STREAMLINE YOUR BREAD BAKING
Traditional bread baking methods often took me as much as four hours by the time I collected my baking tools, stirred up the dough, and completed all the kneading and rising.
Using a bread machine drastically reduces the time required for kneading and rising bread dough. And there are some additional simple steps that can help trim your bread baking time frame even further. One of the easiest ways to cut down the time spent baking bread in a bread machine (a good 10 to 15 minutes) is to prepare ingredients and tools ahead of time. Steps to accomplish that:
- Mix all the dry ingredients (except the yeast) and store either at room temperature (if it will be used within a day or two) or in the freezer/refrigerator until you’re ready to bake. You can measure and store one or multiple mixes this way. If they’ll be stored a while, it’s a good idea to label and date the storage bag/container.
- Measure yeast and sweetener and store in separate containers.
- Assemble all the bread baking equipment the night/morning or a few hours before you’re ready to bake.
Most bread machine cycles can be manually started and stopped, which means you can shave a few minutes off each cycle to reduce the complete knead/rise/knead time. Bread baking experts say knead times should be at least 8 minutes. Often, bread machine knead cycles are as long as 15 minutes. Since kneading causes gluten strands to become stronger and longer, aiding dough rising, we don’t want to reduce kneading too much or the bread won’t rise sufficiently. Some bread machines feature a custom programming option which allows users to set the length of each cycle.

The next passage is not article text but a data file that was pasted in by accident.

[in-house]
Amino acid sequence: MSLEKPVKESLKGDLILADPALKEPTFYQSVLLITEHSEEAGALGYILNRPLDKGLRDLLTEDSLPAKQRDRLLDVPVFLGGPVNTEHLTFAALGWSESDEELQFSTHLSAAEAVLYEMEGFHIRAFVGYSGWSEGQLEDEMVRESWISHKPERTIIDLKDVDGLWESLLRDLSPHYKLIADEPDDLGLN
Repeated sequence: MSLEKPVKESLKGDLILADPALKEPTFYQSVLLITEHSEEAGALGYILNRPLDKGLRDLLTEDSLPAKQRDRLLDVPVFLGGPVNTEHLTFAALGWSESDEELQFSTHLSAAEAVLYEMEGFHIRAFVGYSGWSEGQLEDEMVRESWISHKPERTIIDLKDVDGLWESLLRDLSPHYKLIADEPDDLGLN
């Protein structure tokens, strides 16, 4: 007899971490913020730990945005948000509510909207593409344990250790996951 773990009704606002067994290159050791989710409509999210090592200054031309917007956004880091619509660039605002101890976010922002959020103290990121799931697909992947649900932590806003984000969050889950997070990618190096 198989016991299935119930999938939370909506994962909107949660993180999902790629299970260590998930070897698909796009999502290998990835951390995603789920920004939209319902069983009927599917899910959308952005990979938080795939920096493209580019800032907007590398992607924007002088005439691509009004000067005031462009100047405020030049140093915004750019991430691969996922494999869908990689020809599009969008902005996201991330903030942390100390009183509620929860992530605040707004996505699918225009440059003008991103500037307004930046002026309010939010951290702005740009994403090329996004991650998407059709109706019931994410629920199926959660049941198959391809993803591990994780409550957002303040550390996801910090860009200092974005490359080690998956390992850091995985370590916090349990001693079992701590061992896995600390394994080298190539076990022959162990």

If your machine doesn’t have a custom program feature, you can use timers to manually stop and start the kneading and resting cycles. This can be very effective if you plan to complete the final rise in your oven and bake the bread in the oven.
The final rise time can also be reduced from 30 minutes to 25 or 20+ minutes. Take care not to reduce final rise time so much that the baked loaf is overly dense and heavy.
Completing the final rise in a warm oven – temperature range between 100 and 115 degrees – will help yeast remain active so the final rise completes quickly and thoroughly. If you’re not able to set your oven to this exact temperature range, you can use a digital thermometer to test your oven temperature. Position the thermometer in a cold bowl/pan, extend the thermometer probe and set it inside the oven for a couple of minutes so the temperature can register. It shouldn’t be necessary to heat the oven any further during the rise. You can also place a pan of hot/boiling water underneath the bread pan to help maintain the desired temperature.
Photo by Istock
Long time journalist Loretta Sorensen is the author of Secrets To Baking Your Best Bread Ever! and regularly shares information about whole grains and bread baking. You’ll find her book on Amazon, Barnes and Noble, and the Country Store at Our Dakota Horse Tales. Her weekly bread baking posts are featured at Mother Earth Living, GRIT Magazine, Our Dakota Horse Tales, on Pinterest, and Facebook.
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